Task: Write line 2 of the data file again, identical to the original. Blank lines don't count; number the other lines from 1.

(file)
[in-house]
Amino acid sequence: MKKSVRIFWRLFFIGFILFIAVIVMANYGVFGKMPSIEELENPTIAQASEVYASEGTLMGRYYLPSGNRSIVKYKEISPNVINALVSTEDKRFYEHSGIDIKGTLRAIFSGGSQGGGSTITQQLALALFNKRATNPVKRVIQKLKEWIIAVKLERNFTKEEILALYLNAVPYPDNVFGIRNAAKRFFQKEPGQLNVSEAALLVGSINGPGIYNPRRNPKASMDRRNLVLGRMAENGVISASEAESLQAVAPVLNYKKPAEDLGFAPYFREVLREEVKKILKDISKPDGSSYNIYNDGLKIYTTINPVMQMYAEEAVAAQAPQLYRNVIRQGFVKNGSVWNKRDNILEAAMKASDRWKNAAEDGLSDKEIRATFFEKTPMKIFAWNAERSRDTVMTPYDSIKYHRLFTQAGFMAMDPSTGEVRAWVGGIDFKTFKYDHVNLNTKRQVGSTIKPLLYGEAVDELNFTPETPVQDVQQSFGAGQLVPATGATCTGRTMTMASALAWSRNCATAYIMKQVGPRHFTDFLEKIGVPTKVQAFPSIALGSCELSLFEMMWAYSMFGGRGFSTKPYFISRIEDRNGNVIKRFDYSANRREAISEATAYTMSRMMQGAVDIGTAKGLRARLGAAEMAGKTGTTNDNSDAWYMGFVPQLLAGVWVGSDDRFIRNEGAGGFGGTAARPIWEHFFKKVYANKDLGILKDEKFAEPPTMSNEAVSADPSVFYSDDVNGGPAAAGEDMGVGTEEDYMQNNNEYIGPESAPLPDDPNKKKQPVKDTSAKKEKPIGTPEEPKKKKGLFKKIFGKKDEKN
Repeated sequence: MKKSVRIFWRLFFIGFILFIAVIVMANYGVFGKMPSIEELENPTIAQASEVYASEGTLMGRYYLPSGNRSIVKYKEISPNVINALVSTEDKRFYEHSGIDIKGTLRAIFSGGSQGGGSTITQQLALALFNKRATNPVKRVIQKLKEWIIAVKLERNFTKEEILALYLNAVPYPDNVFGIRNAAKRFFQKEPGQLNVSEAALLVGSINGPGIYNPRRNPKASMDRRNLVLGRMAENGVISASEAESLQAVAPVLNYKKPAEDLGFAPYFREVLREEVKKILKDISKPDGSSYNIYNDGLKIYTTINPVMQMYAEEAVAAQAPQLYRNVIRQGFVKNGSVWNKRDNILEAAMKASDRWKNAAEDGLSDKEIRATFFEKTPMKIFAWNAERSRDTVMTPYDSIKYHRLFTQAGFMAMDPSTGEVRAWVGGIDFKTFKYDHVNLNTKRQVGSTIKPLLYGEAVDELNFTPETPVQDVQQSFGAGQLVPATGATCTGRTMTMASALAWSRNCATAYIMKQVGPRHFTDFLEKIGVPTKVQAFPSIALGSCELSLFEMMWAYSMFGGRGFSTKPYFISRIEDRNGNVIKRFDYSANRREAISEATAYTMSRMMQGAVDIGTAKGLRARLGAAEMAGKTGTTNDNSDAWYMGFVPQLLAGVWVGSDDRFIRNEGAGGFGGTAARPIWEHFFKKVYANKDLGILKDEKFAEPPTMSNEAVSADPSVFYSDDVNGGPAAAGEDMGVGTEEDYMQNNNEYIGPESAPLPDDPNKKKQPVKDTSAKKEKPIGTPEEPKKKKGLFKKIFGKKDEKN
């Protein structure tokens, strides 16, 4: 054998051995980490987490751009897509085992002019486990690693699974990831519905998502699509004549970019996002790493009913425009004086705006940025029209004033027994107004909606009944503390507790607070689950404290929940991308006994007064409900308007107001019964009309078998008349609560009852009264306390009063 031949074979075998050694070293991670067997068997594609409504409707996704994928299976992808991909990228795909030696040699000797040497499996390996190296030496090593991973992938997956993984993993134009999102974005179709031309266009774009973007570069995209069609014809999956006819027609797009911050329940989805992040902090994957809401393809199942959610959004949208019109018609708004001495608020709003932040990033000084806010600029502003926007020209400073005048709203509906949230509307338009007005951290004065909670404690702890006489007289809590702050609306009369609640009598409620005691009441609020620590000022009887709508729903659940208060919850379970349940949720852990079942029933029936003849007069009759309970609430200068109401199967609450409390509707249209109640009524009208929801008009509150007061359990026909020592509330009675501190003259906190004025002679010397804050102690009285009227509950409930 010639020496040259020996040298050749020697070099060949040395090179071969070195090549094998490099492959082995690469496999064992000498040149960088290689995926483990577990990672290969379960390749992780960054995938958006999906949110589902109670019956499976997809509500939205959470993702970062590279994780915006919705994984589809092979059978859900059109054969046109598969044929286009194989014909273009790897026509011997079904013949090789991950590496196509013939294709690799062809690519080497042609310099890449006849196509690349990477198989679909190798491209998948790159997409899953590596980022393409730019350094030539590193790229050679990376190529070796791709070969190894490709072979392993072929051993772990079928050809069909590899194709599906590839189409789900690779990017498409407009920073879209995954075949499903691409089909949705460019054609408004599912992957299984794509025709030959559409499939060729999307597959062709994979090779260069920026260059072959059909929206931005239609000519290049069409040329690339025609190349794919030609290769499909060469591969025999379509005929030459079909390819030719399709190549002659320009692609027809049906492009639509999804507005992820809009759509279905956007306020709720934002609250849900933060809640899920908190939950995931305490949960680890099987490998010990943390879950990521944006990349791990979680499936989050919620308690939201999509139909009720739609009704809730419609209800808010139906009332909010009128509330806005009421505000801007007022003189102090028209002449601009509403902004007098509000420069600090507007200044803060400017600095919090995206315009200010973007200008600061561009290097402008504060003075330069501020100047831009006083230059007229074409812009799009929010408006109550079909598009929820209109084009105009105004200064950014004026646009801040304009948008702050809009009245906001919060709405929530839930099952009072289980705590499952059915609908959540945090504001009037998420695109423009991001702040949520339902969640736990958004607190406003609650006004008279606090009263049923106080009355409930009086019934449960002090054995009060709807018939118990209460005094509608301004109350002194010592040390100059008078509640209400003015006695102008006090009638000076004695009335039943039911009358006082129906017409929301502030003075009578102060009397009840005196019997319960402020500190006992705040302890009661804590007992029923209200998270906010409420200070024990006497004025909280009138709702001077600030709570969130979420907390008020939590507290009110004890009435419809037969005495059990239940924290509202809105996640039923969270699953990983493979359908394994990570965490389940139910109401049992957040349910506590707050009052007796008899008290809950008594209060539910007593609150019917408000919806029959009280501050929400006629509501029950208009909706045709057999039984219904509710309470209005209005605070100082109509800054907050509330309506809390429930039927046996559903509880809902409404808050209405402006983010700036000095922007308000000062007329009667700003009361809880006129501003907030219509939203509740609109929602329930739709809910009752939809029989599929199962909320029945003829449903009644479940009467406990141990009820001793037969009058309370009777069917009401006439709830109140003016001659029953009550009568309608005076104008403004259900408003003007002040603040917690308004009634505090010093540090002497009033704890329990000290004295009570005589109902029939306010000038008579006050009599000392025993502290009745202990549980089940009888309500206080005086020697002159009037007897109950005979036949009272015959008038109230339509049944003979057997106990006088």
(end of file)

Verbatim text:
Amino acid sequence: MKKSVRIFWRLFFIGFILFIAVIVMANYGVFGKMPSIEELENPTIAQASEVYASEGTLMGRYYLPSGNRSIVKYKEISPNVINALVSTEDKRFYEHSGIDIKGTLRAIFSGGSQGGGSTITQQLALALFNKRATNPVKRVIQKLKEWIIAVKLERNFTKEEILALYLNAVPYPDNVFGIRNAAKRFFQKEPGQLNVSEAALLVGSINGPGIYNPRRNPKASMDRRNLVLGRMAENGVISASEAESLQAVAPVLNYKKPAEDLGFAPYFREVLREEVKKILKDISKPDGSSYNIYNDGLKIYTTINPVMQMYAEEAVAAQAPQLYRNVIRQGFVKNGSVWNKRDNILEAAMKASDRWKNAAEDGLSDKEIRATFFEKTPMKIFAWNAERSRDTVMTPYDSIKYHRLFTQAGFMAMDPSTGEVRAWVGGIDFKTFKYDHVNLNTKRQVGSTIKPLLYGEAVDELNFTPETPVQDVQQSFGAGQLVPATGATCTGRTMTMASALAWSRNCATAYIMKQVGPRHFTDFLEKIGVPTKVQAFPSIALGSCELSLFEMMWAYSMFGGRGFSTKPYFISRIEDRNGNVIKRFDYSANRREAISEATAYTMSRMMQGAVDIGTAKGLRARLGAAEMAGKTGTTNDNSDAWYMGFVPQLLAGVWVGSDDRFIRNEGAGGFGGTAARPIWEHFFKKVYANKDLGILKDEKFAEPPTMSNEAVSADPSVFYSDDVNGGPAAAGEDMGVGTEEDYMQNNNEYIGPESAPLPDDPNKKKQPVKDTSAKKEKPIGTPEEPKKKKGLFKKIFGKKDEKN